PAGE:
The gift of travel: giving voice to fear

Flexible and having fun.

My notebook from Europe is messy. It’s stuffed with admission tickets, postcards, photos, receipts from purchases and passes from various public transportation successes. That’s a bit how my mind feels as well, now that we’ve been home from Europe for 17 days. Those 17 days stretch like a wide gulf, filled with lumpy mud and briefs moments of sunshine, between my life as a traveler and my efforts to re-engage with all the trapings of my pre-trip life.

When I flip through my notebook to try to organize the experience in my mind, those tickets and slips fall out of the book, scattering on the floor. That’s a bit how reconnecting to my life feels – things are slipping through my fingers, time warps and the strong pull of wanting to travel again, right now colors so much of my thinking. These new experiences have more texture than the worn grooves of my daily life.

A bit of research before heading out in Scotland.

Travel was great in those ways you’d expect, like seeing amazing places, meeting great people and living terrific experiences with my husband. But the real gift of travel was its transformative effect on who I am. I left worrying that the Patty Perfect Planner part of me – the part that wants control and assurances and things to go just so – would have a white-knuckled grip on this trip. She’d insist on daily itineraries, holed up in cafes frantically searching for the next thing to do or place to stay, she’d come unglued without a map and lose her shit when things didn’t go according to plan. I’ve lived with Patty for years, and I have to say that I have a healthy fear of her. Once she builds up a head of steam, she’s tough to wrestle back into a corner.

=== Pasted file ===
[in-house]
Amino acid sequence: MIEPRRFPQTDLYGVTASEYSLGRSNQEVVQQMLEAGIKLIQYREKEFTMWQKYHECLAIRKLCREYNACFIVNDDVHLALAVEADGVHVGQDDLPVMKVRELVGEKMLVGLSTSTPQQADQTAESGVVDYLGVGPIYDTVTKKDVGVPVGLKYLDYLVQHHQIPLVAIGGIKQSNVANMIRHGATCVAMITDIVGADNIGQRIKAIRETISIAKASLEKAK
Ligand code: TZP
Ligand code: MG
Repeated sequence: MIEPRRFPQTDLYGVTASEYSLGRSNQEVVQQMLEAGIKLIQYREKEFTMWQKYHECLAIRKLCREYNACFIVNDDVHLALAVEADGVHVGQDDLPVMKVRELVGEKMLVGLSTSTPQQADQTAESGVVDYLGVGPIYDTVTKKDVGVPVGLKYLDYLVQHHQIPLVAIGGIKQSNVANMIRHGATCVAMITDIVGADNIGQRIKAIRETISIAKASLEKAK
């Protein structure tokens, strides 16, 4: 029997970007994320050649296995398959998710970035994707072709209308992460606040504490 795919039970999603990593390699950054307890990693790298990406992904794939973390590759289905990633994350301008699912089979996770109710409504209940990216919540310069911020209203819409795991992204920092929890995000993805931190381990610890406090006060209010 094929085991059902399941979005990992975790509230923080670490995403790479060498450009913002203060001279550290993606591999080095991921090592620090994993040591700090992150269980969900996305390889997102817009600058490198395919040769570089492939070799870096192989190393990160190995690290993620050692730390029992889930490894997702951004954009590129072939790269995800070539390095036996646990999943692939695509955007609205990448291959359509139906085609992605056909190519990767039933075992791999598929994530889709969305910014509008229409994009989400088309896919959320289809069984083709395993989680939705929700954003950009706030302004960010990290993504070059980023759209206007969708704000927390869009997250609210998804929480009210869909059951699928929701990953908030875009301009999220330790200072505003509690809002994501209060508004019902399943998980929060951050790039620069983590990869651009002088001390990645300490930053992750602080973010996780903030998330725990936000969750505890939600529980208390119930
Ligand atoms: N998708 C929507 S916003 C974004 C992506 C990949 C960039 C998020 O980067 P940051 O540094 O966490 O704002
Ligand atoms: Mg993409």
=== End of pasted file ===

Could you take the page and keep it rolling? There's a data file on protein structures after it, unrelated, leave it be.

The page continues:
After a few days on the ground Patty faded into the quiet background of my mind. She dropped away. We started in London, where we could get our travel legs where the signs were in English. Then we moved on to Scotland, where the people speak English but I could only understand about 40% of what they said (they’ve quite the accent, if you’ve never heard it). It felt like learning to swim in the shallow end of the pool before heading to the deeper waters of Central Europe. By the time we settled in at our second hostel in Prague, Patty wasn’t on my mind at all.

Now that we’re home and settling back into life, I’m experiencing that part of my personality differently. Traveling helped me learn that planning is only necessary for us to a certain, minimal degree. Neither of us need an itinerary, we’re happy with intentions. Along with quieting Patty down, traveling demonstrated time and again that Vinnie and I can handle things going sideways: we adjust well together, we function as a team, we each have our own strengths and skills.

What that translates into it this: my fear of the unknown diminished. With that lessening of fear, my need to control things lessened as well. I could live in the moment, I could laugh at unexpected turns. I didn’t need to be in control. When we missed our flight home from Prague, I laughed. And in the tiring hours afterward of coming up with our response, we laughed some more as we found options that suited us (which means we ended up camping in the rain – but that’s another story).

Pre-trip planning: we left this map at home.

So I’ve arrived home with this developing understanding that fear = need for control. I’m cataloging what I consider my various ways of trying to control, which include extensive planning (read: spreadsheets), saying no, diving into details without first imagining possibilities, and pushing an activity into the future based on meeting some (generally arbitrary) conditions. I’m keeping an eye out for these responses and when I notice them, I ask myself: what are you afraid of? Fear is a bitch, but it’s one best acknowledged rather than stuffed down. I’m coming to realize that hiding from fear just amplifies it.

When we were in Europe and I was worried (that’s my cop-out word for “holy shit, I’m super scared this isn’t going to work out right now!”), I’d say it out loud. I’d give it a voice. Saying it out loud let it float away. It let Vinnie know why I was getting bunched up, and it helped my gut relax. It’s a practice that I’m trying to keep up now that we’re home because I want Patty to stay in the background so that this new voice of wonder and possibility can speak up.